I have previously blogged about the The Great Australian Firewall, which is currently in its testing phase for manadatory internet filtering under the direction and control of the Australian Government (specifically ACMA). In the past few days, things have taken an alarming turn for the worse. I’m going to be slightly vague on some details for my own protection, as I don’t want to risk being the recepient a $11,000 fine and criminal record thanks to the AFP. So I’m only going to point towards public news sources that are reporting the details about this.
The Government, in its new initiative to become the world’s leading Nanny State, has decided that it is their right and duty to tell us what we can and cannot think, say and see on the Internet and other media. And remember kids, these people mostly live in Canberra, the most boring city in the world. Need I say more?
What has happened recently? (Historically? See here). Well ..
- Bulletproof Networks hosts the very popular Internet forum, whirlpool.net.au. ACMA don’t like Whirlpool, particularly as a lot of discussion about Australian ISPs performance and their views on Internet Censorship, happens on there. A user posted a link to an anti-abortion website which apparently is on ACMAs blacklist. Bulletproof was immediately issued with a takedown notice and a threat of being fined $11,000 per day. Out of the blue of course, because ACMA’s blacklist is kept secret. More information reported in The Australian newspaper
- Somewhere on the Internet, somebody has posted Denmark’s blacklist. Someone else submitted a link to ACMA aiming to highlight the futility of maintaining a secret blacklist. ACMA responded by blocking access to that website, and their press release about it. US Tech Blog Wired takes up the story.
- Someone claims to have located a copy of the ACMA Blacklist. It has been reported by the Sydney Morning Herald that the blacklist has been posted on the Internet. It is found to contain perfectly legal websites, such as a that of a dentist, a tour operator, a YouTube profile and a MySpace page. Senator Conroy quickly issued a press release denying its the blacklist and threatens:
“ACMA is investigating this matter and is considering a range of possible actions it may take including referral to the Australian Federal Police. Any Australian involved in making this content publicly available would be at serious risk of criminal prosecution.”
- Coincedentally, whistleblower website, WikiLeaks, has been inaccessible from a number of Australian locations today. Not one to draw conclusions, but they are quoted in The Australian:
While Wikileaks is used to exposing secret government censorship in developing countries, we now find Australia acting like a democratic backwater. History shows that secret censorship systems, whatever their original intent, are invariably corrupted into anti-democratic behavior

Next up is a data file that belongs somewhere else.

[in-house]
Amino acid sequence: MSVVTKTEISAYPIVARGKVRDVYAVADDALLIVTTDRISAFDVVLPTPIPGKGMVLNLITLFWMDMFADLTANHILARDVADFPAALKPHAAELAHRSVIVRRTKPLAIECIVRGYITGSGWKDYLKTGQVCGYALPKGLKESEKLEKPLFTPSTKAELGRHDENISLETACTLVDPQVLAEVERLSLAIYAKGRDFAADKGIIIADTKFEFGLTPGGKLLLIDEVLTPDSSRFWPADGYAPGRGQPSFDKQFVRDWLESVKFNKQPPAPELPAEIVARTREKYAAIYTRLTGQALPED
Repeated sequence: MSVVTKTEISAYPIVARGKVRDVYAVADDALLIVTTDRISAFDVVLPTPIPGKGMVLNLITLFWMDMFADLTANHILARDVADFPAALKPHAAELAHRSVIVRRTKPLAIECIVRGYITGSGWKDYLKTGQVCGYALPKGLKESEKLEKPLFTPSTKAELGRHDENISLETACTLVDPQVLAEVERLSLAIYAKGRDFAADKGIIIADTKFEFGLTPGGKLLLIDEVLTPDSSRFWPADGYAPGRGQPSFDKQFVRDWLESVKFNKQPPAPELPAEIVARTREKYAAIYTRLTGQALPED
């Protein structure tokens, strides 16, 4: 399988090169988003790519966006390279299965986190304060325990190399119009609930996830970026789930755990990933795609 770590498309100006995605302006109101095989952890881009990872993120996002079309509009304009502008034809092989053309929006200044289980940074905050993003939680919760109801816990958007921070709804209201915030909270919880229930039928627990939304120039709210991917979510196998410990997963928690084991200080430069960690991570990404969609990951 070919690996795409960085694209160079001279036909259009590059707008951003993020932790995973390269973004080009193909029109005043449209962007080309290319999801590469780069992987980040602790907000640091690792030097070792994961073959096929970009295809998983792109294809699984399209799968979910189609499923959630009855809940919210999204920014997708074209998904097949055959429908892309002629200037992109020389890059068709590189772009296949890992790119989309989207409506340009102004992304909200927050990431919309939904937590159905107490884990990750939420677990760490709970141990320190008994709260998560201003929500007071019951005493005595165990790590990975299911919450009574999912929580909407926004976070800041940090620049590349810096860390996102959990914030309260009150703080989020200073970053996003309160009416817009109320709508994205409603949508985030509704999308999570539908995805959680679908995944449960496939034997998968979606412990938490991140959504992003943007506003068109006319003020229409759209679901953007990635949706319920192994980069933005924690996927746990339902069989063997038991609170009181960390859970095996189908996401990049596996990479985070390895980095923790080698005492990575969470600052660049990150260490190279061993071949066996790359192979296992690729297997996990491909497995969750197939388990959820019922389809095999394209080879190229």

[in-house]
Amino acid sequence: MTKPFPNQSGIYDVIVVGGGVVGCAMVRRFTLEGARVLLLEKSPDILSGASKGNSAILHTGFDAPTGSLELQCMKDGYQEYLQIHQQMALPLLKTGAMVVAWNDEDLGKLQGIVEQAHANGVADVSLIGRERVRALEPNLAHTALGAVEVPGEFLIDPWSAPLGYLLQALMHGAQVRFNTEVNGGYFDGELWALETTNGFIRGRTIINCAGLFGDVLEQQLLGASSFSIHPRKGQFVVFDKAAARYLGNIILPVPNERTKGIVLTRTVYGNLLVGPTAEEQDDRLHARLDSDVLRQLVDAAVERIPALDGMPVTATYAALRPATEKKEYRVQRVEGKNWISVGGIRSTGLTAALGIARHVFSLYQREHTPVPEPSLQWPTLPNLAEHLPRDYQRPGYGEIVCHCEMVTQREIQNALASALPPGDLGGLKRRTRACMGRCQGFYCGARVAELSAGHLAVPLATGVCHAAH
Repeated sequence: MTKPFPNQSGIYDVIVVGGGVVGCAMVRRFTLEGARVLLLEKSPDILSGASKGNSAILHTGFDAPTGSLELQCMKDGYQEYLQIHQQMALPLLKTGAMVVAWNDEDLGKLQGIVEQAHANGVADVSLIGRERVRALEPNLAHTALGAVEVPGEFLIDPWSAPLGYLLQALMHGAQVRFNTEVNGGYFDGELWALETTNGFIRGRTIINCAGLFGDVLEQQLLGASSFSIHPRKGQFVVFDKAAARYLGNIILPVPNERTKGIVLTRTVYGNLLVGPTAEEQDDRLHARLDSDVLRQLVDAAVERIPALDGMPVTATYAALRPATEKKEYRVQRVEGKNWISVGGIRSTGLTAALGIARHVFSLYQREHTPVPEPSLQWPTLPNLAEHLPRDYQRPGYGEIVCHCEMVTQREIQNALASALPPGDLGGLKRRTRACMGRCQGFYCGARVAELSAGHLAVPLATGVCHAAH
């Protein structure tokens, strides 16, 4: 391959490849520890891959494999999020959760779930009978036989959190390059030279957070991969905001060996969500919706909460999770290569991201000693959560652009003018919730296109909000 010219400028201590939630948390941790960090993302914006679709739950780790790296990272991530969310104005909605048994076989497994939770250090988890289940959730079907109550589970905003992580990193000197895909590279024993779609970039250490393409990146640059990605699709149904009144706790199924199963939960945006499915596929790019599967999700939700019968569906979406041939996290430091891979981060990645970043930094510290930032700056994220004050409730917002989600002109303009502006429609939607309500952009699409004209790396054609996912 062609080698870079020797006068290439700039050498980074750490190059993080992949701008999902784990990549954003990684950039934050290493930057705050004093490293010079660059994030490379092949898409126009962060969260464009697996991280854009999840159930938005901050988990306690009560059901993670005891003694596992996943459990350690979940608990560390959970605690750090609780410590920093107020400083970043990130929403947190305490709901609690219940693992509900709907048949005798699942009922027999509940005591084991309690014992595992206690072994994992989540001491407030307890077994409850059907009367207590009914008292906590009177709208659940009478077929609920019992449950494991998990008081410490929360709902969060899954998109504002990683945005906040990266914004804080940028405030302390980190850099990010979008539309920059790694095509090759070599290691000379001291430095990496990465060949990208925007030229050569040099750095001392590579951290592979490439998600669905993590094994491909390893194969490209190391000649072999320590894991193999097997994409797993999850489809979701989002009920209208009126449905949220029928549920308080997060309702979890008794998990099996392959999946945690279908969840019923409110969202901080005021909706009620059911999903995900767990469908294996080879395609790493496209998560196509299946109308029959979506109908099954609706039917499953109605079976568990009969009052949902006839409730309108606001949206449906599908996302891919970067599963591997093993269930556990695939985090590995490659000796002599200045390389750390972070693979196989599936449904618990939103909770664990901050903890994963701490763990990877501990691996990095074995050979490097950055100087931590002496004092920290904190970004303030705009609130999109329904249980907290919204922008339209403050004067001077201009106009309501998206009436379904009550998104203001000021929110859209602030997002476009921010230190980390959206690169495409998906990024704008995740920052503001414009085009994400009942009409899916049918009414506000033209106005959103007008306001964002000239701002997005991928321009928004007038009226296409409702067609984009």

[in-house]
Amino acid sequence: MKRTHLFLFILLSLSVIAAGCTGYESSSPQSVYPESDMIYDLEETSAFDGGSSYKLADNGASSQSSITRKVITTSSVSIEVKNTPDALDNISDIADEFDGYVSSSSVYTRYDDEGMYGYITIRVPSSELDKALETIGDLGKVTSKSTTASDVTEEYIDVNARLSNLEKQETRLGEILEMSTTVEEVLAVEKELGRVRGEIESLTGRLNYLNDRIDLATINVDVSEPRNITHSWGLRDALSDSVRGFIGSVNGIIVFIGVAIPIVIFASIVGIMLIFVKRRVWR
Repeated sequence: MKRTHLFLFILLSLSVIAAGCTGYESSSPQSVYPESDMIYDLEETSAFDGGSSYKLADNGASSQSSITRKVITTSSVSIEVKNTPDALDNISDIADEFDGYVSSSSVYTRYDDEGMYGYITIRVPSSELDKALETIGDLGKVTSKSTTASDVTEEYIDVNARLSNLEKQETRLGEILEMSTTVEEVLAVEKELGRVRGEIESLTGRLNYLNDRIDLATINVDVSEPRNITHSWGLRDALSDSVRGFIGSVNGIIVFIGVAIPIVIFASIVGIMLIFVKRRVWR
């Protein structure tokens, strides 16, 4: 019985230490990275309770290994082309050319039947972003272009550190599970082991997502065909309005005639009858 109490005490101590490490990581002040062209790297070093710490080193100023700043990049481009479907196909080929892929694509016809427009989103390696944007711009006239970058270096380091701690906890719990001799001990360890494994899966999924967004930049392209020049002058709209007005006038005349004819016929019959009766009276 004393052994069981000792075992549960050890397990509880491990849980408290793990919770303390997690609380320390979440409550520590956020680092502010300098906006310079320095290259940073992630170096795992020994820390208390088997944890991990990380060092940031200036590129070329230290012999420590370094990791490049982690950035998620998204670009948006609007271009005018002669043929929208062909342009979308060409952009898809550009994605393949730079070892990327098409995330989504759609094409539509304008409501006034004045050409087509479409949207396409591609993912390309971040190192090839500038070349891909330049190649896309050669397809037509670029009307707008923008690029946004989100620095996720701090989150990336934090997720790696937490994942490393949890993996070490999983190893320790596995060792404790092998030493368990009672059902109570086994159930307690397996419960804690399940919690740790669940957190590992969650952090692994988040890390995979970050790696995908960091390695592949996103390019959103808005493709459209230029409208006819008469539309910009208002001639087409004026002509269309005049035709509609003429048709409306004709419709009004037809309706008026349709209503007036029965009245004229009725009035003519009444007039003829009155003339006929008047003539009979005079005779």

- Finally, respected organisation for press freedom Reporters sans frontières, has put South Korea and Australia on its “Under Surveillence” list in its 2009 Internet Enemies report, due to their recent measures that endanger online free expression. Australia now joins states like Zimbabwe, Sri Lanka and Yemen in holding that dubious honour.
Chief Censor Sentator Conroy has aleady admitted his fitering scheme will be used to block legal material as well as illegal material (you know, the kind of stuff you can buy on the top shelves of newsagents – except if you live near a mining site, then its right by the cash register instead). The initial law was strictly to block illegal material such as Child Pr0n* and material that incites terrorism and other evil stuff like that. However now the somebody-please-think-of-the-children thought police have got their way and this has been expanded to “inappropriate” sites … legal gambing sites for example, like BetFair.com, are apparently on the blacklist. Of course, it would not suprise me if the Aussie equivelent of the RIAA, the ARIA, and the MPAA are fevereshly lobbying their cause, persuading Conroy to block peer-to-peer technologies in this filter, fresh on their success in New Zealand.
Unfortunately, the fact that the Nanny State forgets is that as soon as you make something illegal, all that happens is its driven underground. Techologies already exist that will bypass such censorship. Look at drug smuggling which is rife thoughout the world and mostly illegal. Even worse, they also make it more difficult for the authorites to locate and capture the bastards involved in activities such as terrorism and child pr0nography.
My previous position, that this funding should be diverted to the AFP and international legal authorities to track down, capture and castrate (no anasthetic) people involved in these dispicable acts and then lock them up for life, still stands.
Restricting debate and enforcing your views through legal means on others in a Nanny State solution only drives the problem further underground. More debate here, and here, and here … while we still can.